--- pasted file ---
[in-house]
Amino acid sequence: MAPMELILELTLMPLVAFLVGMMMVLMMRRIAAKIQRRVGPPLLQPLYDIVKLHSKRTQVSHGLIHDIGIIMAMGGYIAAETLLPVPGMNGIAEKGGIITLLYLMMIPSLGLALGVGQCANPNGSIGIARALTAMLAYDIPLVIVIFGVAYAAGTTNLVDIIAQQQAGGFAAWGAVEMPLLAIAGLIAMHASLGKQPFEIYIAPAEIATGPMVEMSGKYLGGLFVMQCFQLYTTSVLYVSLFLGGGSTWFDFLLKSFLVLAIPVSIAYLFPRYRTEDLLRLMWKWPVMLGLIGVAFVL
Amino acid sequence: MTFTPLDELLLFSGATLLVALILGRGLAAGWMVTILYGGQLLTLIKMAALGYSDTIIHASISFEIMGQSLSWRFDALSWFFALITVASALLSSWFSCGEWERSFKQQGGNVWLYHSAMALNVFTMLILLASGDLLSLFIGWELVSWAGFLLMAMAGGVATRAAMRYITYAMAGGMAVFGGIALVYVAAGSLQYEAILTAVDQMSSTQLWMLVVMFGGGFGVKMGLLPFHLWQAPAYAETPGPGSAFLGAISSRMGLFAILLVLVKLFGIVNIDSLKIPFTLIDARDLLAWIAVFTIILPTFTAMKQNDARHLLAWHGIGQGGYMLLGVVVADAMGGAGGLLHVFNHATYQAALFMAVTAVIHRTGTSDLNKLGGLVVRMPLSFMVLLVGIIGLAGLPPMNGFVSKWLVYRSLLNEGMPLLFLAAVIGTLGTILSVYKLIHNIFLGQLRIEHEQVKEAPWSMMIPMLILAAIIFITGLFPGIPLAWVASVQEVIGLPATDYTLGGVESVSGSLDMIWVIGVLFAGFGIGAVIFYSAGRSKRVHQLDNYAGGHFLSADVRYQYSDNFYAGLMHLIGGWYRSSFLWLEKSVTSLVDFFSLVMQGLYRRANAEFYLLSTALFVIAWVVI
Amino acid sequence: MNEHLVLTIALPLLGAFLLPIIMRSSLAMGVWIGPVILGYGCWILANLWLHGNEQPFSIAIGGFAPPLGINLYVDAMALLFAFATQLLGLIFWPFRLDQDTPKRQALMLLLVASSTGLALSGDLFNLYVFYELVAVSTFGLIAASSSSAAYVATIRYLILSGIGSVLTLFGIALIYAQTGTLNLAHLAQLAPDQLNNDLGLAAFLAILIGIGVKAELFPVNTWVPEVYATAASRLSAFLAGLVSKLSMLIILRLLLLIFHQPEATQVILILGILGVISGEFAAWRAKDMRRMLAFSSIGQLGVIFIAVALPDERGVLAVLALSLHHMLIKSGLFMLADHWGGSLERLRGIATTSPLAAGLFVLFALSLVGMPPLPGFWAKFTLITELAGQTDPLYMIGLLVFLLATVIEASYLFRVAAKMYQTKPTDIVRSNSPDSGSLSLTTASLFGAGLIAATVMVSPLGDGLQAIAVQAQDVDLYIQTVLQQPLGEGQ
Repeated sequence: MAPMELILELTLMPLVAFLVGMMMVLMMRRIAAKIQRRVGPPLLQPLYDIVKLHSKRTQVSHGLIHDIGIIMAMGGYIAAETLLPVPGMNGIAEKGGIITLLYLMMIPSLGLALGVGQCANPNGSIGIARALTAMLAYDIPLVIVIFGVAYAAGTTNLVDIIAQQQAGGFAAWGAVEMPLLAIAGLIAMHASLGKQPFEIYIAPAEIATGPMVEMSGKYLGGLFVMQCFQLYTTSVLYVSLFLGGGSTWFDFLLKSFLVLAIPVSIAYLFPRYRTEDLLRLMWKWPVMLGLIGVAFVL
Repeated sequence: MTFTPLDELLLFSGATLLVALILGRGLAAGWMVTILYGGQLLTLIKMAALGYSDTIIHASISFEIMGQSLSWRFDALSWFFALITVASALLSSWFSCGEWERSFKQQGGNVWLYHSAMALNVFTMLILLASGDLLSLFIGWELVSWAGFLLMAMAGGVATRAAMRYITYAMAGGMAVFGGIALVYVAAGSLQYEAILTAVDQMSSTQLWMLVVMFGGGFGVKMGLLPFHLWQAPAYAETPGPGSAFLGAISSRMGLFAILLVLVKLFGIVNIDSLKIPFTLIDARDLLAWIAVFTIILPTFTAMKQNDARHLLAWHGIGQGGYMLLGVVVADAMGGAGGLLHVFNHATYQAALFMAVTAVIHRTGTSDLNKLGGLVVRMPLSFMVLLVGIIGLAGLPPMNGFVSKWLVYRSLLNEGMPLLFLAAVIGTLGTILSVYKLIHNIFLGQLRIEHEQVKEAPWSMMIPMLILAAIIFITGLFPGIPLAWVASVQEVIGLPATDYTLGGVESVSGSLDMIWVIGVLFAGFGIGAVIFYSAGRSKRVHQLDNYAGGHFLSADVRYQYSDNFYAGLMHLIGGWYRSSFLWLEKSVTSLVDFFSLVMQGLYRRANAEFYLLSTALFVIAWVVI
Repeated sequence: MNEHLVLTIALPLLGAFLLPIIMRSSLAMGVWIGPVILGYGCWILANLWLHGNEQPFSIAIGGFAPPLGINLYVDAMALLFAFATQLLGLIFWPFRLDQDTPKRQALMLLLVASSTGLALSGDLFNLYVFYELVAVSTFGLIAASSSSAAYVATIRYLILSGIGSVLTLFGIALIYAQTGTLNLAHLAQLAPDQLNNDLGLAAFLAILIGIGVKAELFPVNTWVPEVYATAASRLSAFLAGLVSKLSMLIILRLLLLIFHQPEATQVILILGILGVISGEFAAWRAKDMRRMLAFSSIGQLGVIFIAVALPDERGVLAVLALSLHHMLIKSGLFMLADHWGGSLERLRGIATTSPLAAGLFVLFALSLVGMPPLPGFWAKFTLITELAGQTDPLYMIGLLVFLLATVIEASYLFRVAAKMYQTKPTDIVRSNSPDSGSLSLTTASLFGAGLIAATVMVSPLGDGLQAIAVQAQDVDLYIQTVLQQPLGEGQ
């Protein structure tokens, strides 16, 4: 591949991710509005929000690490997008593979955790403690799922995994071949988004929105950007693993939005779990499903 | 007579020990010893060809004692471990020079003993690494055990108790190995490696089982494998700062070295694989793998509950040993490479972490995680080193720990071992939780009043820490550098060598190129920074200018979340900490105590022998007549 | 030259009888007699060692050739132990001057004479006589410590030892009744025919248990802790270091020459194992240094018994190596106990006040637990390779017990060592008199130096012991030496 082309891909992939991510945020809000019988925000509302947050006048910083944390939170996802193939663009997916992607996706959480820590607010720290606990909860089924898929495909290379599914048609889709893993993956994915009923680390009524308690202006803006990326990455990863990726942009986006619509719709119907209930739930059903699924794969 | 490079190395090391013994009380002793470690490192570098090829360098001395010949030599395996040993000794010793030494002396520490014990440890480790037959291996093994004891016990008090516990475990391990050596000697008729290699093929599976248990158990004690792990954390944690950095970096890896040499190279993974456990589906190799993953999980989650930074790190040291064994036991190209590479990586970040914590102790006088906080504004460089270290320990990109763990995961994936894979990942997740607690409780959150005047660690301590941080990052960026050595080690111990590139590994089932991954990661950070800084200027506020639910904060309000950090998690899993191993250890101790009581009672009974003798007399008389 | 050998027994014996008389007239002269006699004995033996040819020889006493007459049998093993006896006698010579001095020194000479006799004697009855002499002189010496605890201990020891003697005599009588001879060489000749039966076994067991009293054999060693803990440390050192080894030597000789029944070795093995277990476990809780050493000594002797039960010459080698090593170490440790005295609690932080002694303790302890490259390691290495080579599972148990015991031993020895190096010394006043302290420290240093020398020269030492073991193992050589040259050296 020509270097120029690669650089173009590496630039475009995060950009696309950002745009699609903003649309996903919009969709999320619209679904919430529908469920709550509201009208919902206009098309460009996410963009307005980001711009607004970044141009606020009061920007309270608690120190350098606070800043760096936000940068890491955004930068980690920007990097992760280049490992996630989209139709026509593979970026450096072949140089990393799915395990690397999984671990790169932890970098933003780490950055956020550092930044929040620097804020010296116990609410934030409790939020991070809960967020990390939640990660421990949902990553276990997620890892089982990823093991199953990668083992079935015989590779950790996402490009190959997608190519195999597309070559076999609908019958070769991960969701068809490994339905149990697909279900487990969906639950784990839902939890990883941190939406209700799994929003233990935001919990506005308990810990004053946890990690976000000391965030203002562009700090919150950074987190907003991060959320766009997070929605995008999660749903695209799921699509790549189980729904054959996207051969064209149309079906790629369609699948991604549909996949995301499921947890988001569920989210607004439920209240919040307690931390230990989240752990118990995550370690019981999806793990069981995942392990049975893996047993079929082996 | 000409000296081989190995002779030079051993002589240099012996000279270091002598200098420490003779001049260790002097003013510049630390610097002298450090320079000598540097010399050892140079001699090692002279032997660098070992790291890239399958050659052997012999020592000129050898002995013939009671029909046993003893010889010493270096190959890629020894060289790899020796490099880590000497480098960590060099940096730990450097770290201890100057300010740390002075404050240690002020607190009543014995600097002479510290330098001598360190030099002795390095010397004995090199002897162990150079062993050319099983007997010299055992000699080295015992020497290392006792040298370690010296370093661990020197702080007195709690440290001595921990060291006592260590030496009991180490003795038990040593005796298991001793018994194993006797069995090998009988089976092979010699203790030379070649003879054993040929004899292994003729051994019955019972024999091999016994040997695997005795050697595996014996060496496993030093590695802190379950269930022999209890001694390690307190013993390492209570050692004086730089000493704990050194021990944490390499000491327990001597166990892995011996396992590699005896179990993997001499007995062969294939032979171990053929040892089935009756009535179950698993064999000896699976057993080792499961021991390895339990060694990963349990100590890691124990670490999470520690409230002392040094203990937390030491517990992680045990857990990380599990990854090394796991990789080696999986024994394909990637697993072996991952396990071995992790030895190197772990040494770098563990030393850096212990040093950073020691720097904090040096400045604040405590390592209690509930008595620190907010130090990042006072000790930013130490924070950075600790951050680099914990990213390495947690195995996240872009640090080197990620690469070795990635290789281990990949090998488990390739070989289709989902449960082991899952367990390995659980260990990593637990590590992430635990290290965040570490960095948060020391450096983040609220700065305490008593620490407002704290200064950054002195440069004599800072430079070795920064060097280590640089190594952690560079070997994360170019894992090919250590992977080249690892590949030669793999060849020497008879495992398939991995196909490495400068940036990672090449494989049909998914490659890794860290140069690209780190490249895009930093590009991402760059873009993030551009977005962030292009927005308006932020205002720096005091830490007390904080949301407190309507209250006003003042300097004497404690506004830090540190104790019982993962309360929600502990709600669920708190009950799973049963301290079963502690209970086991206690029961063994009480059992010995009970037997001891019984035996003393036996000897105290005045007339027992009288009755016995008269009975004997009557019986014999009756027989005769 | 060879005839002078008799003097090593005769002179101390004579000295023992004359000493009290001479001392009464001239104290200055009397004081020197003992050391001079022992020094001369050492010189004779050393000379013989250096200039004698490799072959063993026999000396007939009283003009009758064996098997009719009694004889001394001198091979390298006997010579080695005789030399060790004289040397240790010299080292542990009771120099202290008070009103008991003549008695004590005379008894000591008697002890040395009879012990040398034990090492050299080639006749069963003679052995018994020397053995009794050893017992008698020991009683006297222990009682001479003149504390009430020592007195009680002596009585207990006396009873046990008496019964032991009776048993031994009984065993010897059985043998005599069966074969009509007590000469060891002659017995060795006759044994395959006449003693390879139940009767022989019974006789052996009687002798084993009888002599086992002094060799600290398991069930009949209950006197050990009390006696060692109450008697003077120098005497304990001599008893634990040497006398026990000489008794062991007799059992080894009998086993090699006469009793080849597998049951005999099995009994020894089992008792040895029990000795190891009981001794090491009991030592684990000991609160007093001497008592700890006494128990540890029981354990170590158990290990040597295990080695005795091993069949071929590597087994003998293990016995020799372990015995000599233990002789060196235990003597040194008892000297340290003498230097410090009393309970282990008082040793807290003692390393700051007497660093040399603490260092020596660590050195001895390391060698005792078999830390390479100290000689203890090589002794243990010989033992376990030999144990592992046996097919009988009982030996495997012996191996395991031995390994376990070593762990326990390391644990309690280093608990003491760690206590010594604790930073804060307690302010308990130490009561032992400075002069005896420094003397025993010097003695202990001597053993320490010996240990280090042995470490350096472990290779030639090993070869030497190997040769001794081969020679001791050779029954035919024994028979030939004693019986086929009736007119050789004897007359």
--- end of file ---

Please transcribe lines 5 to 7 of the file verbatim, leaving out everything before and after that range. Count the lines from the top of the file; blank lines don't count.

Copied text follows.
Repeated sequence: MAPMELILELTLMPLVAFLVGMMMVLMMRRIAAKIQRRVGPPLLQPLYDIVKLHSKRTQVSHGLIHDIGIIMAMGGYIAAETLLPVPGMNGIAEKGGIITLLYLMMIPSLGLALGVGQCANPNGSIGIARALTAMLAYDIPLVIVIFGVAYAAGTTNLVDIIAQQQAGGFAAWGAVEMPLLAIAGLIAMHASLGKQPFEIYIAPAEIATGPMVEMSGKYLGGLFVMQCFQLYTTSVLYVSLFLGGGSTWFDFLLKSFLVLAIPVSIAYLFPRYRTEDLLRLMWKWPVMLGLIGVAFVL
Repeated sequence: MTFTPLDELLLFSGATLLVALILGRGLAAGWMVTILYGGQLLTLIKMAALGYSDTIIHASISFEIMGQSLSWRFDALSWFFALITVASALLSSWFSCGEWERSFKQQGGNVWLYHSAMALNVFTMLILLASGDLLSLFIGWELVSWAGFLLMAMAGGVATRAAMRYITYAMAGGMAVFGGIALVYVAAGSLQYEAILTAVDQMSSTQLWMLVVMFGGGFGVKMGLLPFHLWQAPAYAETPGPGSAFLGAISSRMGLFAILLVLVKLFGIVNIDSLKIPFTLIDARDLLAWIAVFTIILPTFTAMKQNDARHLLAWHGIGQGGYMLLGVVVADAMGGAGGLLHVFNHATYQAALFMAVTAVIHRTGTSDLNKLGGLVVRMPLSFMVLLVGIIGLAGLPPMNGFVSKWLVYRSLLNEGMPLLFLAAVIGTLGTILSVYKLIHNIFLGQLRIEHEQVKEAPWSMMIPMLILAAIIFITGLFPGIPLAWVASVQEVIGLPATDYTLGGVESVSGSLDMIWVIGVLFAGFGIGAVIFYSAGRSKRVHQLDNYAGGHFLSADVRYQYSDNFYAGLMHLIGGWYRSSFLWLEKSVTSLVDFFSLVMQGLYRRANAEFYLLSTALFVIAWVVI
Repeated sequence: MNEHLVLTIALPLLGAFLLPIIMRSSLAMGVWIGPVILGYGCWILANLWLHGNEQPFSIAIGGFAPPLGINLYVDAMALLFAFATQLLGLIFWPFRLDQDTPKRQALMLLLVASSTGLALSGDLFNLYVFYELVAVSTFGLIAASSSSAAYVATIRYLILSGIGSVLTLFGIALIYAQTGTLNLAHLAQLAPDQLNNDLGLAAFLAILIGIGVKAELFPVNTWVPEVYATAASRLSAFLAGLVSKLSMLIILRLLLLIFHQPEATQVILILGILGVISGEFAAWRAKDMRRMLAFSSIGQLGVIFIAVALPDERGVLAVLALSLHHMLIKSGLFMLADHWGGSLERLRGIATTSPLAAGLFVLFALSLVGMPPLPGFWAKFTLITELAGQTDPLYMIGLLVFLLATVIEASYLFRVAAKMYQTKPTDIVRSNSPDSGSLSLTTASLFGAGLIAATVMVSPLGDGLQAIAVQAQDVDLYIQTVLQQPLGEGQ